You are viewing this article in the AnnArbor.com archives. For the latest breaking news and updates in Ann Arbor and the surrounding area, see MLive.com/ann-arbor
Posted on Sat, Oct 29, 2011 : 5 a.m.

Can I prevent kidney stones?

By Ask Dr. K

Harvard Medical School Adviser by the Faculty of Harvard Medical School

Q:

I'm a 30-year-old man. Like many of my friends, I've gained weight since college. I read that being overweight can lead to kidney stones. A friend who just had kidney stones told me that passing them was incredibly painful. I'd like to lose weight, but until I succeed, is there anything I can do to prevent kidney stones?

A:

When it comes to illnesses, there are worse things than kidney stones. But when it comes to pain, the passing of a stone is near the top of the list. Kidney stones are excruciatingly painful when they travel through the ureters, the tubes that connect the kidneys to the bladder.

As you may know, kidney stones are hard, chemical and mineral deposits that form inside the kidneys. Tiny stones may pass out of the body in urine without causing any discomfort. In fact, about nine out of 10 kidney stones will pass on their own within three to six weeks after forming.

However, a deposit can grow to be the size of a pea, a marble or even larger. These large stones may irritate the narrow ureter, causing pain and bleeding. Stones greater than one-fifth of an inch may have difficulty passing through the narrow ureter. Even worse, a stone may become lodged in the ureter, blocking the passage of urine and threatening to damage the kidney itself.

The number of Americans suffering from kidney stones is increasing, perhaps because of the increasing prevalence of obesity. In general, stones strike men twice as often as women.

A Harvard study of nearly 46,000 men (ages 40 to 75) found that high body mass indexes and large waist circumferences are both linked to an increased risk of kidney stones. And research from Europe and Asia shows that overweight people dump excess amounts of calcium and other chemicals into their urine, where the chemicals form stones.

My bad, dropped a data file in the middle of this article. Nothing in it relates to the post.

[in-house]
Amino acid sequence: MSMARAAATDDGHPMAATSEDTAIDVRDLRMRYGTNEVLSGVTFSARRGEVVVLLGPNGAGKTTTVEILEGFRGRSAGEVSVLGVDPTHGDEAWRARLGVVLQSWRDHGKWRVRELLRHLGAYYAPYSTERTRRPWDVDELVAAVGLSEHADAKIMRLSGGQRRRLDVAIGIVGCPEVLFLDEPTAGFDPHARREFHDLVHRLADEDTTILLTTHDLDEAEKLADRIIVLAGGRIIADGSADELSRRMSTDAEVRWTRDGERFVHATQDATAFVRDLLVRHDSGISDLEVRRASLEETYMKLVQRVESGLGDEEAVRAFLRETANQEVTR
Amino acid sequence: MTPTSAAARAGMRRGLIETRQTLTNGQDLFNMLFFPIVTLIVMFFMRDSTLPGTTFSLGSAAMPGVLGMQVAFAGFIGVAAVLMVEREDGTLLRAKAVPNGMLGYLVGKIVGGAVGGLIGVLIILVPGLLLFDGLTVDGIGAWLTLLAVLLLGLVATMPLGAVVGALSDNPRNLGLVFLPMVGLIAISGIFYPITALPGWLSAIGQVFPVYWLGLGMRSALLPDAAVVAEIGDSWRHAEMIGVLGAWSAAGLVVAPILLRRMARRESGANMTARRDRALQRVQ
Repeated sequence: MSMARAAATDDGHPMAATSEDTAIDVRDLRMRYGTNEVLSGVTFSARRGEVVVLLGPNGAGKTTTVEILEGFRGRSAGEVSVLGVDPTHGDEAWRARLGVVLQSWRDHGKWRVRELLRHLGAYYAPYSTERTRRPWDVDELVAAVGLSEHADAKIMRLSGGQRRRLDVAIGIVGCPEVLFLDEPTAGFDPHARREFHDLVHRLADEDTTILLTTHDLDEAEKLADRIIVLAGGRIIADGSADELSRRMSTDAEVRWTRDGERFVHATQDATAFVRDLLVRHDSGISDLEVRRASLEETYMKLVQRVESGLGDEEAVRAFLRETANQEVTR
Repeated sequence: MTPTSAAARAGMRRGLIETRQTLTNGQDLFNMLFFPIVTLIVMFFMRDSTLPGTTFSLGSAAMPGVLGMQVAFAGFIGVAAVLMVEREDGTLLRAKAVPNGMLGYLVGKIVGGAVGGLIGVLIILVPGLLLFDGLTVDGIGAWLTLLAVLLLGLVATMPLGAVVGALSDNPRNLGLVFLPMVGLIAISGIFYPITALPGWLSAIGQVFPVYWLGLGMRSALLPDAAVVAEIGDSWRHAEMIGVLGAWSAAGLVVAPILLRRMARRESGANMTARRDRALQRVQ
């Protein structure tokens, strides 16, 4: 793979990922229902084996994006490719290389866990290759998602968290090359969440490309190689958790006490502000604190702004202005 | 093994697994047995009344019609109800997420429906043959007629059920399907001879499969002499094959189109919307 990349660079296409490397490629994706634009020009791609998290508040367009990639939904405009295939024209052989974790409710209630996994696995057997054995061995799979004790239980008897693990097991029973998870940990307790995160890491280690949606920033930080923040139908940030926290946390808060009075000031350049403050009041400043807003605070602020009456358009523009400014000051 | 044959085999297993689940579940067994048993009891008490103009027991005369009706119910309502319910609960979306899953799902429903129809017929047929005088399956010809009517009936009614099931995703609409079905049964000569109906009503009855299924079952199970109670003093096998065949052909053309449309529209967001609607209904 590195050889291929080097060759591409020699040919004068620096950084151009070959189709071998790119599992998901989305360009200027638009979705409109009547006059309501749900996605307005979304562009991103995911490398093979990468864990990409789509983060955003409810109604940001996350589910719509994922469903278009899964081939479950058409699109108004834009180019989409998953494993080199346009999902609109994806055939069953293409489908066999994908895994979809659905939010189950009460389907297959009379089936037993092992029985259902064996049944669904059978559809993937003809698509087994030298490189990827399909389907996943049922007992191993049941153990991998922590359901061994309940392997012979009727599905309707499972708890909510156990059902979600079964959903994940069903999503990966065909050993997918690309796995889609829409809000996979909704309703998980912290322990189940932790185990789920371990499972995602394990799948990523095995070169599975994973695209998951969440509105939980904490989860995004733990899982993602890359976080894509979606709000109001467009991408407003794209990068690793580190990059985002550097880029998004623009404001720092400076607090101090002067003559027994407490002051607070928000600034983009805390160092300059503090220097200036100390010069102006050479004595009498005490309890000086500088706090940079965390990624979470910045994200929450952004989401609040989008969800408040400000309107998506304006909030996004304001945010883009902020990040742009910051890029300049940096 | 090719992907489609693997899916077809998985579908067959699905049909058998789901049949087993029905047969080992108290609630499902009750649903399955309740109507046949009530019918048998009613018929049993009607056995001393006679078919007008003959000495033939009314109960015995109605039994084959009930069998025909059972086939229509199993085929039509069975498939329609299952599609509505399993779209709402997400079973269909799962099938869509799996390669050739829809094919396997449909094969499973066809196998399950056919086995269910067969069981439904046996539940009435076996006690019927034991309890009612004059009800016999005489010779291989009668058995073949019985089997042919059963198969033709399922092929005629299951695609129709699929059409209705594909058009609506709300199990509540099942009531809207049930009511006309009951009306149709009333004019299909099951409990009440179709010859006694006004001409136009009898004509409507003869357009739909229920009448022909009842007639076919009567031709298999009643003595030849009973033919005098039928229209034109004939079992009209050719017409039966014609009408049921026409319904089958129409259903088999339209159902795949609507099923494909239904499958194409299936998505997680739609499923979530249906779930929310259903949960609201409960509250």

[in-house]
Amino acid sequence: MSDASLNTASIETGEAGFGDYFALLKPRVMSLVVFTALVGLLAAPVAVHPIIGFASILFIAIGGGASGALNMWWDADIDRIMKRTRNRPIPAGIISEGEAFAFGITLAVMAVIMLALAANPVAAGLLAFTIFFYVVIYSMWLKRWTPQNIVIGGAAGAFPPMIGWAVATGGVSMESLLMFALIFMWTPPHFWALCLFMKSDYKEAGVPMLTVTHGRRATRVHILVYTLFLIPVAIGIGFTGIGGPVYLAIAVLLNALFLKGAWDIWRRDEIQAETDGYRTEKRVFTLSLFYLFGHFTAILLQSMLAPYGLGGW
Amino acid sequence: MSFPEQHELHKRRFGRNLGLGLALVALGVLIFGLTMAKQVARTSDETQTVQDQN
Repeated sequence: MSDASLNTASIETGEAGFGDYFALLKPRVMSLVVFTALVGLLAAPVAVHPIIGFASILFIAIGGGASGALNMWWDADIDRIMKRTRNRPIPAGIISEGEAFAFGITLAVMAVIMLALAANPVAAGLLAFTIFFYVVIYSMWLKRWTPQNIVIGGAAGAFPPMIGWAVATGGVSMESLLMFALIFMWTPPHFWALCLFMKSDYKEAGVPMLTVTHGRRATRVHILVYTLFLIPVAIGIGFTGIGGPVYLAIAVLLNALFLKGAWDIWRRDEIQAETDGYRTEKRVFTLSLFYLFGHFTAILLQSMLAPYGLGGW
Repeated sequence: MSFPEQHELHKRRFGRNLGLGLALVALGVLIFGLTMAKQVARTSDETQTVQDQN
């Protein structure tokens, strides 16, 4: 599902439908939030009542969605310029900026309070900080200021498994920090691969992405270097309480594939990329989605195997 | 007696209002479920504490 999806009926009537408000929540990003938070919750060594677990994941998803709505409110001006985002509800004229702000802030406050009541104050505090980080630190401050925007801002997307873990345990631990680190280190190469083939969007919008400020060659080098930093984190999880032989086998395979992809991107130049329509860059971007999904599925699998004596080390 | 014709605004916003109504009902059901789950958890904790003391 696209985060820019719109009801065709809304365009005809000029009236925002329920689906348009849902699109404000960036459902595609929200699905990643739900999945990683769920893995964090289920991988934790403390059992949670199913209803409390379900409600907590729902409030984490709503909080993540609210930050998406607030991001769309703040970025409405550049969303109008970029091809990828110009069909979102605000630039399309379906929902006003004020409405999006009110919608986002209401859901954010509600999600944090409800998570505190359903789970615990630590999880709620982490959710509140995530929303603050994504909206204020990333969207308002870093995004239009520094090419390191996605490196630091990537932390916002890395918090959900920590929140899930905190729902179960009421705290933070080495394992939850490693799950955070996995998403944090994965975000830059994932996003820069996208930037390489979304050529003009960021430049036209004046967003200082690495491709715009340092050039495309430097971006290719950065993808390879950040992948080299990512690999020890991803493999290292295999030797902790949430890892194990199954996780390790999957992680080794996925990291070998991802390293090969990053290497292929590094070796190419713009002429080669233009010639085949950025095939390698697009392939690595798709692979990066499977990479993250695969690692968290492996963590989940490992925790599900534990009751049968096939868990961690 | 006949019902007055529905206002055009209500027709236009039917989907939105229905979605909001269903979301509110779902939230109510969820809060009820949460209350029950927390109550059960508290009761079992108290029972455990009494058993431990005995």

Each year about a million Americans undergo treatment for kidney stones. One option is lithotripsy, a treatment that uses a series of ultrasonic shock waves to break up large stones into smaller ones that can be passed out of the body when you urinate.

But your focus on prevention is a good one because once you get kidney stones, the chance of getting them again is high. Much of the prevention advice is aimed at fending off a recurrence, but it may also help you to avoid kidney stones in the first place. Here are a few pointers:

-- Keep your fluid intake up. Kidney stones form when certain chemicals and minerals concentrate in the urine and form crystals. Drink plenty of fluids -- water is the safest bet. This will increase the amount of water in your urine, so those mineral concentrations don't get too high.

-- Eat calcium-rich foods. Calcium is a major component in about 85 percent of kidney stones, so it seems logical to avoid calcium in your diet, not seek it out. But most stones are composed of calcium combined with a substance called oxalate. If there is plenty of calcium in your diet, the calcium binds to oxalate in your intestines, keeping oxalate out of your bloodstream -- and urine. Less oxalate in the urine means fewer opportunities for calcium oxalate to form -- and fewer kidney stones. Calcium-rich foods include nonfat dairy products, leafy green vegetables and some varieties of fish, such as salmon.

-- Reconsider calcium supplements. This recommendation pertains mostly to women, who are often encouraged to take daily calcium supplements to promote bone strength, but the advice applies to men as well. Results from the Harvard-based Nurses' Health Study showed that postmenopausal women who took calcium supplements were 20 percent more likely to develop kidney stones than women who didn't.

-- Moderate your sodium intake. Low-sodium diets decrease urinary excretion of calcium.

-- Moderate your protein intake. Protein can increase calcium and oxalate excretion, raising the probability of stone formation. High-protein diets may also reduce the levels of stone-inhibiting substances in the urine.

-- Moderate your oxalate intake. Calcium intake and other dietary factors seem to be more important than oxalate intake in forming kidney stones, but high oxalate intake can occasionally be a factor. Oxalate-rich foods include beets, chocolate, spinach, rhubarb and most nuts.

A number of risk factors contribute to kidney stone formation, including certain medical conditions. While the guidelines above are a good way to start reducing your risk of stones, your doctor may have good advice about personal prevention strategies for you.

As your friend can tell you, it's far better to prevent kidney stones than to spend a night in terrible pain with a stone that just doesn't want to pass.

(Submit questions to harvard_adviser@hms.harvard.edu.)

COPYRIGHT 2011 THE PRESIDENT AND FELLOWS OF HARVARD COLLEGE.

DEVELOPED BY HARVARD HEALTH PUBLICATIONS, WWW.HEALTH.HARVARD.EDU.

DISTRIBUTED BY UNIVERSAL UCLICK FOR UFS